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The name “Leviticus” was given to the third book of the Pentateuch by the ancient Greek translators because a good part of this book deals with concerns of the priests, who are of the tribe of Levi.
The book mainly treats cultic matters (i.e., sacrifices and offerings, purity and holiness, the priesthood, the operation of the sanctuary, and feast days) but is also interested in various behavioral, ethical, and economic issues (e.g., sexual practices, idolatrous worship, treatment of others, the sale of land, slavery). The goal of the laws is not merely legislative. For the most part they cohere as a system and attempt to inculcate a way of life in the book’s hearers and readers. In addition to these concerns, Leviticus, comprising as it does the center of the Pentateuch, carries forward the narrative of Exodus (cf. chaps. 1, 8–9, 10, 16, 24).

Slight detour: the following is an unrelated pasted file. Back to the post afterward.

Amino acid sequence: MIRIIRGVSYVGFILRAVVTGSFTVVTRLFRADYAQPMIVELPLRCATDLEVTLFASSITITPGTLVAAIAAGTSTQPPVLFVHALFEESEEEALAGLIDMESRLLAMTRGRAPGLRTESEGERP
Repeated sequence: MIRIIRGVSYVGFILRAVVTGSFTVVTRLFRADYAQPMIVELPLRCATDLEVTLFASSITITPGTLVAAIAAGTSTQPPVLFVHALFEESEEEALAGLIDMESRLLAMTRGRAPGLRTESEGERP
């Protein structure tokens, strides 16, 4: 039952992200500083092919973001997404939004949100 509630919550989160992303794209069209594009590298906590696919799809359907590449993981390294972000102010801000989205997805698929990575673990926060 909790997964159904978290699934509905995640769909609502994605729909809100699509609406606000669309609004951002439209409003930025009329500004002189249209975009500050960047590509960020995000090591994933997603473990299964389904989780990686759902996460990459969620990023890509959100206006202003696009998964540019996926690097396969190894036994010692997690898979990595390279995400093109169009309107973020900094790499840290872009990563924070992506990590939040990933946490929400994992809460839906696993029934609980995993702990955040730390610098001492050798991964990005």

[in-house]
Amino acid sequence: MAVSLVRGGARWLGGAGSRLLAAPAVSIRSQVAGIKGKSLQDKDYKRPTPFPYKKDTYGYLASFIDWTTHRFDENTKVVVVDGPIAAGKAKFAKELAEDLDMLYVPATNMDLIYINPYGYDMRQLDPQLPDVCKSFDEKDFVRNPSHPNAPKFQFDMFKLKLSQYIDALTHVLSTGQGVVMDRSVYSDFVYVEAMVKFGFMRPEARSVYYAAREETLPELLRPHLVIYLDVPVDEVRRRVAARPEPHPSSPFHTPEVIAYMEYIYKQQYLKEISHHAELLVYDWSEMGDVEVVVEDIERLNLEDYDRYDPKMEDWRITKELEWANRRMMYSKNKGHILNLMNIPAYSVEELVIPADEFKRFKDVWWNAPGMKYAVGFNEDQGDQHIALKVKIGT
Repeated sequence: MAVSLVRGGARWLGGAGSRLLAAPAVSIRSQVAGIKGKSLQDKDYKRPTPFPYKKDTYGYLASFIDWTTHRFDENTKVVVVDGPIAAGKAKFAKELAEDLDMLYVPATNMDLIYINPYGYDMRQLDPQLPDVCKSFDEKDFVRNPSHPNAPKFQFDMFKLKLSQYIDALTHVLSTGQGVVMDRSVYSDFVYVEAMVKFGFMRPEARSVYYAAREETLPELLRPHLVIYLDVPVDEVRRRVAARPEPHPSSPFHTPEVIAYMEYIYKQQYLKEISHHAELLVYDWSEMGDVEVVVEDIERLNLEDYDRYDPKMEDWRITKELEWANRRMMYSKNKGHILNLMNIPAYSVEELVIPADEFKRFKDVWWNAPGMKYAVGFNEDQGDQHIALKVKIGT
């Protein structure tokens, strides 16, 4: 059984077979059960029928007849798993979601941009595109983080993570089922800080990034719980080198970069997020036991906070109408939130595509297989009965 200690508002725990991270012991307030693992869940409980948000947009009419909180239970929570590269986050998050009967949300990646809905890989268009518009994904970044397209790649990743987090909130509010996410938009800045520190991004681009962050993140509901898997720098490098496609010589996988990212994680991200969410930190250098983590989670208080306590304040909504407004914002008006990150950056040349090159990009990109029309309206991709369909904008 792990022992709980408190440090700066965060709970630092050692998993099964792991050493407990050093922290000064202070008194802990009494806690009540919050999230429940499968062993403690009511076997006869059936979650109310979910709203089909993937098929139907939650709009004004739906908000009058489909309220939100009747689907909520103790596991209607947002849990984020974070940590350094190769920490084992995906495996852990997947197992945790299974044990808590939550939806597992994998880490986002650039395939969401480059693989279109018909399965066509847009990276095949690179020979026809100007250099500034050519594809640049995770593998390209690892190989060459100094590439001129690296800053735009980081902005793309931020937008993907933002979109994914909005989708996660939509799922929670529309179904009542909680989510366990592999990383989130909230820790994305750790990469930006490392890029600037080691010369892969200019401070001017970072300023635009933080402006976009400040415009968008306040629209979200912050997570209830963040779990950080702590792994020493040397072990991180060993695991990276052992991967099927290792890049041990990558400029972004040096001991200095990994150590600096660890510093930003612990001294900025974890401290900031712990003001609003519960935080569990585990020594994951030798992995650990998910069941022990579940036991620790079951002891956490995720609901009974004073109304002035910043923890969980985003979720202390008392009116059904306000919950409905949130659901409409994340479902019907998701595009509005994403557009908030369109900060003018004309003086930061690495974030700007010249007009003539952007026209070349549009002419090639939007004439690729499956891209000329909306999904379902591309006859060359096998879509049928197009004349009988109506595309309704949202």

The book is part of the Priestly tradition (P) of the Pentateuch, to which belong various narratives and legal passages (e.g., Gn 1:1–2:4; 9:1–17; 17:1–27; Ex 12:1–20, 40–50; 25:1–31:18; 35:1–40:38; Nm 1:1–10:28; 15:1–14; 17:1–19:22; 25:6–31:54). Within the Priestly material itself there are signs of variant traditions and development.
The main divisions of Leviticus are:
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